I personally didn't know jAssimp was being worked on. I, too, would love to be able to use a Java library given the choice, especially one written in Kotlin (my language of choice these days). Where it makes sense. IMHO it makes zero sense in this case. There's only one advantage to using a Java library for loading 3D scenes:

- The API is nicer.

OK, so what? Is this the bottleneck when developing a graphics app or game? How much time you'll spend writing your model loading code? The disadvantages:

- You have to write a ton of code to create a replica of something that already exists.
- You have to spend countless hours designing the API and fixing bugs in your implementation.
- You have to do a ton of work to maintain it after it's done.
- If you do add new features, you're doing a disservice to the open source community. If you contributed to the original project instead, all downstream users would benefit.
- Hotspot is magic and GC is magic and we love them both, but doing IO and loading resources is exactly the workload where there's absolutely no benefit to using a JIT and managed memory. All resources associated with a native loader are gone when you're done, but with a Java implementation the JVM has loaded a lot of Java code, has wasted a lot of time optimizing it... and then it's just stays there. Besides, do you really think it's easy to beat a native implementation (in both CPU time and especially memory overhead) with pure Java? Not saying it's impossible, but is this the best use of a developer's time?

Finally, I'd like to address the comment on availability. You don't have to "use LWJGL" to use LWJGL's assimp bindings. The library is now modular, you can choose to use the set of bindings you need and nothing else. If that means assimp only, then yes, that works fine.
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Offline gouessej
« Reply #10 - Posted 2016-11-30 13:57:15 »

Hi

do you really think it's easy to beat a native implementation (in both CPU time and especially memory overhead) with pure Java?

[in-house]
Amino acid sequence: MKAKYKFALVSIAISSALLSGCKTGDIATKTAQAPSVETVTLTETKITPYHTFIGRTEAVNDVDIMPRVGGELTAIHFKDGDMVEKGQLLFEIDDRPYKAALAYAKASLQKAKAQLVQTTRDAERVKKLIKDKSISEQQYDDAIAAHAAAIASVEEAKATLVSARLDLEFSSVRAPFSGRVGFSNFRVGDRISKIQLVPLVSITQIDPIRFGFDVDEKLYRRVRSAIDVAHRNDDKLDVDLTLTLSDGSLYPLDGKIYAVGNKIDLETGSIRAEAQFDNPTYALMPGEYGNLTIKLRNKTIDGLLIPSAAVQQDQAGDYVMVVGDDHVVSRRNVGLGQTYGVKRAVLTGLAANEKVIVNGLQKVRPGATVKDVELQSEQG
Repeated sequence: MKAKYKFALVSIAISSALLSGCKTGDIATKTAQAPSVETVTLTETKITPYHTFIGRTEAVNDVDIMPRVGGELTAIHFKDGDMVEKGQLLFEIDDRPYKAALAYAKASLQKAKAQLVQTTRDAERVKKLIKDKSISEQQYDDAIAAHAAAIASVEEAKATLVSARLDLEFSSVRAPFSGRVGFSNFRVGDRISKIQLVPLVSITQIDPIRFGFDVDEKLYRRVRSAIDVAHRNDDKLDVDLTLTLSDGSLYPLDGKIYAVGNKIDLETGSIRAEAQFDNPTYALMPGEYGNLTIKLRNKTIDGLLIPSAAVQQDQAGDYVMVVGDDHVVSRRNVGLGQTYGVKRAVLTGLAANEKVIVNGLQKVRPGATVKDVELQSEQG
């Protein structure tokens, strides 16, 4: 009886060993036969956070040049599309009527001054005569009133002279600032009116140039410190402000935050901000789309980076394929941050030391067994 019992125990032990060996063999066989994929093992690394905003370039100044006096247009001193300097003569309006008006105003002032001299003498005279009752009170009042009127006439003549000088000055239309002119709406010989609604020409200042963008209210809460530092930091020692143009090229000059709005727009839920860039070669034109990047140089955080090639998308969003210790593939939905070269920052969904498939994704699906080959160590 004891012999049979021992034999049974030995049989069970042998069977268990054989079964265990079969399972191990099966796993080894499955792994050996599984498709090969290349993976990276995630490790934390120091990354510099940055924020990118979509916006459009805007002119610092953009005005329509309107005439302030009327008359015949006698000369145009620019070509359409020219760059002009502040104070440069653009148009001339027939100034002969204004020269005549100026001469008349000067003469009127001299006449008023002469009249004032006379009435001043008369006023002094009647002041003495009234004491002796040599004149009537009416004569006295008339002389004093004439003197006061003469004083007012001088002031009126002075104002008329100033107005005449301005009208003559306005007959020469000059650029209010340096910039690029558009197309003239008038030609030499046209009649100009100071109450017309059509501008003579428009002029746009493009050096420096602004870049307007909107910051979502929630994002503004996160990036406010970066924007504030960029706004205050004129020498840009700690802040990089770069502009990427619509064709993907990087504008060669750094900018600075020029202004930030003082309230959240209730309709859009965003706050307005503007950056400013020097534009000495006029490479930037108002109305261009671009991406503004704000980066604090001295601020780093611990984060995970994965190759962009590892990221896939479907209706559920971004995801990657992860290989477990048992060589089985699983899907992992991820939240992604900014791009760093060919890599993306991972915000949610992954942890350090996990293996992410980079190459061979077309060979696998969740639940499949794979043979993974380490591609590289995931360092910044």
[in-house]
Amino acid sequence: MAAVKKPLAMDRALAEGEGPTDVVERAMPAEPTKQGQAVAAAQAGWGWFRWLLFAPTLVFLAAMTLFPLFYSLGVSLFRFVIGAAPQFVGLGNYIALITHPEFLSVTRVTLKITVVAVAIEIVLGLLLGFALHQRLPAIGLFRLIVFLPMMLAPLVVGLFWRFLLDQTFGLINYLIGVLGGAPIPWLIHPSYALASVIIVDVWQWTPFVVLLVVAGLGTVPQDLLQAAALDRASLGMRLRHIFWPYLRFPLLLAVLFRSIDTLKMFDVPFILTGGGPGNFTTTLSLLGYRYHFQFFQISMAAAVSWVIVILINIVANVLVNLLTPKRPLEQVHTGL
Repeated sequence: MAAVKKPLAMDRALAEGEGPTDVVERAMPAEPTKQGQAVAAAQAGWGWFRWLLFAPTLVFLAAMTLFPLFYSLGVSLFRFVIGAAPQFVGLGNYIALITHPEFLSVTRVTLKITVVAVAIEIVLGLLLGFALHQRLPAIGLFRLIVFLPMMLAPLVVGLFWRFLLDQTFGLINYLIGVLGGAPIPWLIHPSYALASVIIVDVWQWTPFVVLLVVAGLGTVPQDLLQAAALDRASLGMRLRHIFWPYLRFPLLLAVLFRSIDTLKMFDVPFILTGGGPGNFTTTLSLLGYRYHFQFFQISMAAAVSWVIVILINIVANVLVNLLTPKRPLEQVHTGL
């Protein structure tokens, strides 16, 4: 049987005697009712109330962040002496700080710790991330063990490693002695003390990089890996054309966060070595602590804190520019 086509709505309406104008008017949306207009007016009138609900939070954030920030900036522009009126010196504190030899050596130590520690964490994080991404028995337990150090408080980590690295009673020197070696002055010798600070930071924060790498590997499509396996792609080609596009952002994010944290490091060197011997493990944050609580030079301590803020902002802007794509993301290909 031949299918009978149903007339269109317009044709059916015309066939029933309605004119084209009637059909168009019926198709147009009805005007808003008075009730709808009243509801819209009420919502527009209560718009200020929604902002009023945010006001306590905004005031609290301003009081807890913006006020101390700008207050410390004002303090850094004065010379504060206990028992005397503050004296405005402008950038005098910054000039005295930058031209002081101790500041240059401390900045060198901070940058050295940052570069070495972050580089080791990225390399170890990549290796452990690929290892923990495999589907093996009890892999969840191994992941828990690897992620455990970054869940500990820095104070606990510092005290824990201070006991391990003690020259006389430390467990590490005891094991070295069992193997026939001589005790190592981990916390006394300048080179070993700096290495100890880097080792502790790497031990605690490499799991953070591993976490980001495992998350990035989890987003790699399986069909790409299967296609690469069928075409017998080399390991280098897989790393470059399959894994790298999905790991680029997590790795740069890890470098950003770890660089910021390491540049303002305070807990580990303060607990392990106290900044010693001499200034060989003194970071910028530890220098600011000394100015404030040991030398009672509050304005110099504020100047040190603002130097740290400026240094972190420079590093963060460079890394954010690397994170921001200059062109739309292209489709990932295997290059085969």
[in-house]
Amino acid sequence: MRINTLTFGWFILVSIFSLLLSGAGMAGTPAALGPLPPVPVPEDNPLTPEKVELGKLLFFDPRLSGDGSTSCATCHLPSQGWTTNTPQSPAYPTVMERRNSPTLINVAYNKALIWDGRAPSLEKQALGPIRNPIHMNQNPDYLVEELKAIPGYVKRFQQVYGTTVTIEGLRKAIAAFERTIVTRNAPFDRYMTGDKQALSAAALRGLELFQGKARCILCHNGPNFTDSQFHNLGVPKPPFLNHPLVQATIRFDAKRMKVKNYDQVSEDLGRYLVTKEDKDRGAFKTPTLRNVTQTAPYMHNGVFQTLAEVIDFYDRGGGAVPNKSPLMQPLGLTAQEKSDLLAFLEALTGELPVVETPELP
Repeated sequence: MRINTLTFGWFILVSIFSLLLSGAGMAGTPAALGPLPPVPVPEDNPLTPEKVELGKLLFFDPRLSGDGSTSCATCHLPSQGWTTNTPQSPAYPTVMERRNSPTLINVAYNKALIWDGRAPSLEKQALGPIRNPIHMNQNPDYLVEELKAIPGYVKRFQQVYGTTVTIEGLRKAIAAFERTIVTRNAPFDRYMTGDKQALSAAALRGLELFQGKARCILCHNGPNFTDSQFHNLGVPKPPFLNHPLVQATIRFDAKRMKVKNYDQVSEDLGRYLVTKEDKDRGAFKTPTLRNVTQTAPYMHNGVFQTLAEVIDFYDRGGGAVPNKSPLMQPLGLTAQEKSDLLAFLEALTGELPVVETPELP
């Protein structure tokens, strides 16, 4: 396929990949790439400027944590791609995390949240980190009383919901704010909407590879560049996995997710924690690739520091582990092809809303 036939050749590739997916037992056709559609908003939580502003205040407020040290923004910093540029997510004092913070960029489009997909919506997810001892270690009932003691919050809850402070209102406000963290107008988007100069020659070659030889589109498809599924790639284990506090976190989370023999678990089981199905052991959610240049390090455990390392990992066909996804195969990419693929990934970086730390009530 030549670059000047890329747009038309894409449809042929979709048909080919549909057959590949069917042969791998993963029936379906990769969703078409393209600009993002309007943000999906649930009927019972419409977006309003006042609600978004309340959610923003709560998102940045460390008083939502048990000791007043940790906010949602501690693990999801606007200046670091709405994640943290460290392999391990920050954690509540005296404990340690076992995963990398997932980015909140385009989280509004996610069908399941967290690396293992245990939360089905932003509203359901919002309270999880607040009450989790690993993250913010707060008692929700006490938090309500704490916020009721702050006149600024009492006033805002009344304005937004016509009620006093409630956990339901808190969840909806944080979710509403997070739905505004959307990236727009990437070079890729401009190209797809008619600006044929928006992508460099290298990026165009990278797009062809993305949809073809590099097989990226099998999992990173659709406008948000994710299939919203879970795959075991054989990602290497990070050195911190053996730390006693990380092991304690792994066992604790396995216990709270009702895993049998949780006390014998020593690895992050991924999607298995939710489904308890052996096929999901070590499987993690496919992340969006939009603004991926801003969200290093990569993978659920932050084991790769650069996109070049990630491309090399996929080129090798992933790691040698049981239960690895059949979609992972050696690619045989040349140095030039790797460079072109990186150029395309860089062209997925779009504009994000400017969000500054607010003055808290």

It's not easy to me as assimp supports numerous formats but there are numerous importers and exporters for several scenegraph APIs, engines and frameworks decently optimized to avoid memory leak and you can modify the settings of the JVM to unload unused classes. If you want to compete with MeshLab, you'll need the 40 formats but I doubt that all are needed for a game or even for the tool set of a game in which you may use a few editor formats (.blend, .max, ...), a few interchange formats (Collada, U3D, ...) and a runtime asset delivery format (gltf, ...) or your own one. In my humble opinion, some popular formats are already supported enough by the existing Java ecosystem to drive such a binding not very appealing in certain particular cases but I agree with elect "it's good to have alternatives" and this binding can be very useful in some use cases.

I remind that using a "foreign" API to load models in a scenegraph API may add some overhead to convert the models in the object model of this API into the object model of the scenegraph API.

Personally, I've read tons of "loaders" in various programming languages and I advise you all to be very careful as I've found numerous APIs supporting tons of formats having numerous caveats or limitations. Sometimes, those limitations are commented only in the source code and not mentioned in the documentation.

Assimp supports Modo (.lxo). As far as I know, there is no free or open source Java importer supporting this format. This binding is then welcome to load files in this format  Smiley

Good job and keep up the good work.

Julien Gouesse | Personal blog | Website | Jogamp
Offline princec

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« Reply #11 - Posted 2016-11-30 14:02:06 »

Possibly the best use of it is just loading stuff and converting it to whatever proprietary format is best for your game engine. Ie. as a tool, not a deployable part of a game.

Cas Smiley

Offline elect